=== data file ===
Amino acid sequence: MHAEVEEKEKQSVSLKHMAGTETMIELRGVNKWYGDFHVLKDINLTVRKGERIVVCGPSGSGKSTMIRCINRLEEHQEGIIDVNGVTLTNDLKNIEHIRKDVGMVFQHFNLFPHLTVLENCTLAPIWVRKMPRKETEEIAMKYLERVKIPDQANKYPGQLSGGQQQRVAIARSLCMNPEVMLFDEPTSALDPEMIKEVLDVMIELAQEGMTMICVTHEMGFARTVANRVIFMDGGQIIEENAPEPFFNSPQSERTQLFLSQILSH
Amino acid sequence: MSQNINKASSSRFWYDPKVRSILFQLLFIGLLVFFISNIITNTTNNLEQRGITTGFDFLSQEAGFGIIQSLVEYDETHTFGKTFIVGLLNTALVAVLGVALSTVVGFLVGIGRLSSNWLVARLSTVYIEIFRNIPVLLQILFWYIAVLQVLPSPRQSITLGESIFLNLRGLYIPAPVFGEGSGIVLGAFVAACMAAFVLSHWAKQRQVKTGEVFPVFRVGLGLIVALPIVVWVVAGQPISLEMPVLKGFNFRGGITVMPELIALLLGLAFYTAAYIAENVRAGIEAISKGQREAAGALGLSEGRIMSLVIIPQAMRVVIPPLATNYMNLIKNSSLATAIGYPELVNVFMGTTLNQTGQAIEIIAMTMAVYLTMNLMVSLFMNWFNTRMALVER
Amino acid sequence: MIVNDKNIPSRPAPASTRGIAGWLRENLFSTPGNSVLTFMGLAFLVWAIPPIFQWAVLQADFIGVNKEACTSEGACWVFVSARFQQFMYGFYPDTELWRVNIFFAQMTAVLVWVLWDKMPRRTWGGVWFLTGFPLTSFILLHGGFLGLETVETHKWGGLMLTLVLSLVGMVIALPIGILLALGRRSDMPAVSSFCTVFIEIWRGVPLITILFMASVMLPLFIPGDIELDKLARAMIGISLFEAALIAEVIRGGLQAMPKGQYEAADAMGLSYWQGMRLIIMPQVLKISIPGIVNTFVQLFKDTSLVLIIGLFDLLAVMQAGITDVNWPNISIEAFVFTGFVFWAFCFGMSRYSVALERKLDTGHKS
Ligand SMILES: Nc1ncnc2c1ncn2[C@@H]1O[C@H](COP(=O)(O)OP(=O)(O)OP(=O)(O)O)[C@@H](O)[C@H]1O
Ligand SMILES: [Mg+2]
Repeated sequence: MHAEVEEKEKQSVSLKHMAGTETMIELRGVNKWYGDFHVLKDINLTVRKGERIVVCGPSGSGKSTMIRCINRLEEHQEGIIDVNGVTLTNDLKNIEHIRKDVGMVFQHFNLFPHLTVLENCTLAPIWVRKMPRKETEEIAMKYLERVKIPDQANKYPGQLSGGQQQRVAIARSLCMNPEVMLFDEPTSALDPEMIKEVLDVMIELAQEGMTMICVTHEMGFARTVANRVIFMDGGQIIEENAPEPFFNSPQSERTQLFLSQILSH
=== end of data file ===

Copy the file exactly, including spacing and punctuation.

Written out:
Amino acid sequence: MHAEVEEKEKQSVSLKHMAGTETMIELRGVNKWYGDFHVLKDINLTVRKGERIVVCGPSGSGKSTMIRCINRLEEHQEGIIDVNGVTLTNDLKNIEHIRKDVGMVFQHFNLFPHLTVLENCTLAPIWVRKMPRKETEEIAMKYLERVKIPDQANKYPGQLSGGQQQRVAIARSLCMNPEVMLFDEPTSALDPEMIKEVLDVMIELAQEGMTMICVTHEMGFARTVANRVIFMDGGQIIEENAPEPFFNSPQSERTQLFLSQILSH
Amino acid sequence: MSQNINKASSSRFWYDPKVRSILFQLLFIGLLVFFISNIITNTTNNLEQRGITTGFDFLSQEAGFGIIQSLVEYDETHTFGKTFIVGLLNTALVAVLGVALSTVVGFLVGIGRLSSNWLVARLSTVYIEIFRNIPVLLQILFWYIAVLQVLPSPRQSITLGESIFLNLRGLYIPAPVFGEGSGIVLGAFVAACMAAFVLSHWAKQRQVKTGEVFPVFRVGLGLIVALPIVVWVVAGQPISLEMPVLKGFNFRGGITVMPELIALLLGLAFYTAAYIAENVRAGIEAISKGQREAAGALGLSEGRIMSLVIIPQAMRVVIPPLATNYMNLIKNSSLATAIGYPELVNVFMGTTLNQTGQAIEIIAMTMAVYLTMNLMVSLFMNWFNTRMALVER
Amino acid sequence: MIVNDKNIPSRPAPASTRGIAGWLRENLFSTPGNSVLTFMGLAFLVWAIPPIFQWAVLQADFIGVNKEACTSEGACWVFVSARFQQFMYGFYPDTELWRVNIFFAQMTAVLVWVLWDKMPRRTWGGVWFLTGFPLTSFILLHGGFLGLETVETHKWGGLMLTLVLSLVGMVIALPIGILLALGRRSDMPAVSSFCTVFIEIWRGVPLITILFMASVMLPLFIPGDIELDKLARAMIGISLFEAALIAEVIRGGLQAMPKGQYEAADAMGLSYWQGMRLIIMPQVLKISIPGIVNTFVQLFKDTSLVLIIGLFDLLAVMQAGITDVNWPNISIEAFVFTGFVFWAFCFGMSRYSVALERKLDTGHKS
Ligand SMILES: Nc1ncnc2c1ncn2[C@@H]1O[C@H](COP(=O)(O)OP(=O)(O)OP(=O)(O)O)[C@@H](O)[C@H]1O
Ligand SMILES: [Mg+2]
Repeated sequence: MHAEVEEKEKQSVSLKHMAGTETMIELRGVNKWYGDFHVLKDINLTVRKGERIVVCGPSGSGKSTMIRCINRLEEHQEGIIDVNGVTLTNDLKNIEHIRKDVGMVFQHFNLFPHLTVLENCTLAPIWVRKMPRKETEEIAMKYLERVKIPDQANKYPGQLSGGQQQRVAIARSLCMNPEVMLFDEPTSALDPEMIKEVLDVMIELAQEGMTMICVTHEMGFARTVANRVIFMDGGQIIEENAPEPFFNSPQSERTQLFLSQILSH